Doomsday Book

Connie Willis

Hodder & Stoughton 1993
A book review by Danny Yee © 1993
In general I strongly dislike time-travel stories with their attendant implausibilities, but sometimes they have other qualities which redeem them. Doomsday Book is set in 2054, when time travel is run of the mill but everything else is, rather implausibly, pretty much like the present. The only real exception is a random collection of tech gadgets such as video phones and laser candles.

Kivrin, a female undergraduate history student at Oxford, is to be the first person sent back to the Middle Ages (to 1320), because — wait for it! — no qualified historian is available. Everything goes wrong with the mission — the bungling incompetence of the academics organising it is, unfortunately, quite plausible — and she is delivered instead to 1348, the year the Black Plague reached England. Meanwhile a flu epidemic has hit 2054, and Oxford is quarantined. The bulk of the book consists of parallel accounts of the two epidemics, which are worked out much better than the time-travel setup.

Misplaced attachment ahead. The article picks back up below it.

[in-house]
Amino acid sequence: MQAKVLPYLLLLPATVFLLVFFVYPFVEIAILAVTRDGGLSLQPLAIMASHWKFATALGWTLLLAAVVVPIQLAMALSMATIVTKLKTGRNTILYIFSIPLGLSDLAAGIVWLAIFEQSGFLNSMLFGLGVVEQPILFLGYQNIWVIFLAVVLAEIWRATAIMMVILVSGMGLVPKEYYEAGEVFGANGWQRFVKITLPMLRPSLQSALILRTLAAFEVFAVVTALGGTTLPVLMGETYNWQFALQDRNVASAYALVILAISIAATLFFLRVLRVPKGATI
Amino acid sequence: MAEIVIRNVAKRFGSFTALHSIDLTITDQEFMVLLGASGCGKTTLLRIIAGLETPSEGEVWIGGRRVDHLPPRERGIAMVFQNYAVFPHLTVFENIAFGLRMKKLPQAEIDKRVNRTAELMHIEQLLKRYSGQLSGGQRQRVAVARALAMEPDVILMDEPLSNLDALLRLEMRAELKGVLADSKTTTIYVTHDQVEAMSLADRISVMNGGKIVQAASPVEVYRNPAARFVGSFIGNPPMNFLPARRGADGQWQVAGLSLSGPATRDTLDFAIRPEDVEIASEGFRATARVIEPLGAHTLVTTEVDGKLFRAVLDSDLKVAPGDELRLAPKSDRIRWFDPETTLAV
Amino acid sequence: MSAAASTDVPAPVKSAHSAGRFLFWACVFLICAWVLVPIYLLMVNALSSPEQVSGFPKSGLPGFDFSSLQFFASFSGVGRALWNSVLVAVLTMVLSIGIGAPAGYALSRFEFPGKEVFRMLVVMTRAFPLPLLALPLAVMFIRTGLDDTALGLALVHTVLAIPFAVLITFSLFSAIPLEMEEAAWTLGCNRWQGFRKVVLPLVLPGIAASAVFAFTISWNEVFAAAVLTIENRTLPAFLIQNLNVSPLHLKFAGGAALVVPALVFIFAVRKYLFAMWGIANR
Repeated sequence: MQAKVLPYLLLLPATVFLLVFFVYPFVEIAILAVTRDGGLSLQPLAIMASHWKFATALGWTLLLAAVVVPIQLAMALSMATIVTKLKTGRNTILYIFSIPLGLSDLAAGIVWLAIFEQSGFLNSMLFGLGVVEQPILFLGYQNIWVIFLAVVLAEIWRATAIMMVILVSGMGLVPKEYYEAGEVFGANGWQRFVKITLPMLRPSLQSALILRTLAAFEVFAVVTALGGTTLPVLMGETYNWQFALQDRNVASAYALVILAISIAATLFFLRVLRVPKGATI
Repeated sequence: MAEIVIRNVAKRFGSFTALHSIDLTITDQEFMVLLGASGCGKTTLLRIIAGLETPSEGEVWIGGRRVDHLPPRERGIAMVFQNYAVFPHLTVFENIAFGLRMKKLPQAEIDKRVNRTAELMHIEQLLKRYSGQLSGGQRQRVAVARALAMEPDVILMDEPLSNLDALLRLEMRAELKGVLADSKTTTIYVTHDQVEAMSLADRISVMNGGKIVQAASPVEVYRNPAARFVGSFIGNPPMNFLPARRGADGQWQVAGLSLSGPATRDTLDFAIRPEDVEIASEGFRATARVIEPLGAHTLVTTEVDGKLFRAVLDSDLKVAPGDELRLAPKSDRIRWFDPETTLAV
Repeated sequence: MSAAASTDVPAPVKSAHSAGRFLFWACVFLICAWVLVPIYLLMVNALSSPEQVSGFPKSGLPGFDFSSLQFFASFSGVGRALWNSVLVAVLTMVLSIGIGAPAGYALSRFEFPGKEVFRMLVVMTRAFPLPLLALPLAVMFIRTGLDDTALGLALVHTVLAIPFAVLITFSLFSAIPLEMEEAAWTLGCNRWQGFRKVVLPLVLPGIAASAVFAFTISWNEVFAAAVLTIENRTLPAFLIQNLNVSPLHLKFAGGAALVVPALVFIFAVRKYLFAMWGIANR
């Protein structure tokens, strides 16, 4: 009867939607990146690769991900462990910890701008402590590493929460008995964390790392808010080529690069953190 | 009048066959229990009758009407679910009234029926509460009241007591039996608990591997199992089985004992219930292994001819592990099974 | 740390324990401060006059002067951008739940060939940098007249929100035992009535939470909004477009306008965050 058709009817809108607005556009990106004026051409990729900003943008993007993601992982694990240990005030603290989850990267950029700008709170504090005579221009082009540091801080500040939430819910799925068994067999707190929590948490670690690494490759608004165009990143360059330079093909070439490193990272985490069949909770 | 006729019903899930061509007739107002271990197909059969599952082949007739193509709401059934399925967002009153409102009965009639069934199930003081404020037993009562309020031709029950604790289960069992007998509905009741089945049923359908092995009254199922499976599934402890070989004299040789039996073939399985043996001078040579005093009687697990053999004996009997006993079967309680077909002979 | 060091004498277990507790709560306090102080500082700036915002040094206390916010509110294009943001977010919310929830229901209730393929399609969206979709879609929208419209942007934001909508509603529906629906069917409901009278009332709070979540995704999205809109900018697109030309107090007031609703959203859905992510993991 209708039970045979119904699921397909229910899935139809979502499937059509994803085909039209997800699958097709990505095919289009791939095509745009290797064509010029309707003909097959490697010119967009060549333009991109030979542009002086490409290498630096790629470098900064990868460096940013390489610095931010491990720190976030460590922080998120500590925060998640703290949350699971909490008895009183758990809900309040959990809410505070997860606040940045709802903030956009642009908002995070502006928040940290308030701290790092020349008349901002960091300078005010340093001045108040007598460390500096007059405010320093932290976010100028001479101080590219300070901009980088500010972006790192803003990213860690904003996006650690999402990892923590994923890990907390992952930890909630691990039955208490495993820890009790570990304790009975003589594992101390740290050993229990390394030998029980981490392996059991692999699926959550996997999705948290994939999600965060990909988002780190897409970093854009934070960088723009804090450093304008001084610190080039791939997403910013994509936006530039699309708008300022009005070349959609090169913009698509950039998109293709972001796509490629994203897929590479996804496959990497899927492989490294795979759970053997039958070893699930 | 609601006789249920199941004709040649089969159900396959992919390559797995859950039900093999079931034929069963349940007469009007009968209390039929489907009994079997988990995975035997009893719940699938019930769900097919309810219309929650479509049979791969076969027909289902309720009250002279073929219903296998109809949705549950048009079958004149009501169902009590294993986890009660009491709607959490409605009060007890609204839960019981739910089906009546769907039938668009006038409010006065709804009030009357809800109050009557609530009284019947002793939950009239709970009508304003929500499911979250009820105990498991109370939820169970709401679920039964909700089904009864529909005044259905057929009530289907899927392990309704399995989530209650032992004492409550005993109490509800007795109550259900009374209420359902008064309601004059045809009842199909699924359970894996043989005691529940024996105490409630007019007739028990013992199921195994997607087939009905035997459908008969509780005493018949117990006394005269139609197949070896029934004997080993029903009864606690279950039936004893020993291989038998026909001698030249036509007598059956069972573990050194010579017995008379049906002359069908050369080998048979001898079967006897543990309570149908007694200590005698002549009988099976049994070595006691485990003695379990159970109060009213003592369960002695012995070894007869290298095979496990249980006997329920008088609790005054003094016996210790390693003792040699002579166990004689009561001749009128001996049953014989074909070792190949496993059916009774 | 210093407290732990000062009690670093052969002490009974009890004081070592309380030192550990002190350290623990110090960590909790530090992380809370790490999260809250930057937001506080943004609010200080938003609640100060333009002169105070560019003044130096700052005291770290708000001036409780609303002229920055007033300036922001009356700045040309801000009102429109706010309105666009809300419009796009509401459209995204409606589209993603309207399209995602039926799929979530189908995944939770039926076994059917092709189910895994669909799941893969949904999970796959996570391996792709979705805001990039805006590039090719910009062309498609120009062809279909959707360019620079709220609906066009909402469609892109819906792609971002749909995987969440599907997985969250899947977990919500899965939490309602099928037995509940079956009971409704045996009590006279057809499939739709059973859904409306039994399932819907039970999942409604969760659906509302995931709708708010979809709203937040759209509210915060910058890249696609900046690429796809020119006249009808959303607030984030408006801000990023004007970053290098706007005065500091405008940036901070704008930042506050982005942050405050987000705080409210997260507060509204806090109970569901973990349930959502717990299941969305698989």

Despite the weaknesses in the science and the implausible 2054 Oxford, I enjoyed Doomsday Book a lot. I much prefer well-written books with lousy science to engineering manuals dressed up as novels. I'm not sure it deserved its Hugo and Nebula award double, but Doomsday Book is definitely worth a read, especially if you are interested in epidemiology (used to produce a rather clever detective problem) or medieval English history.

December 1993

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%T Doomsday Book
%A Willis, Connie
%I Hodder & Stoughton
%D 1993
%O paperback
%G ISBN 0450579875
%P 650pp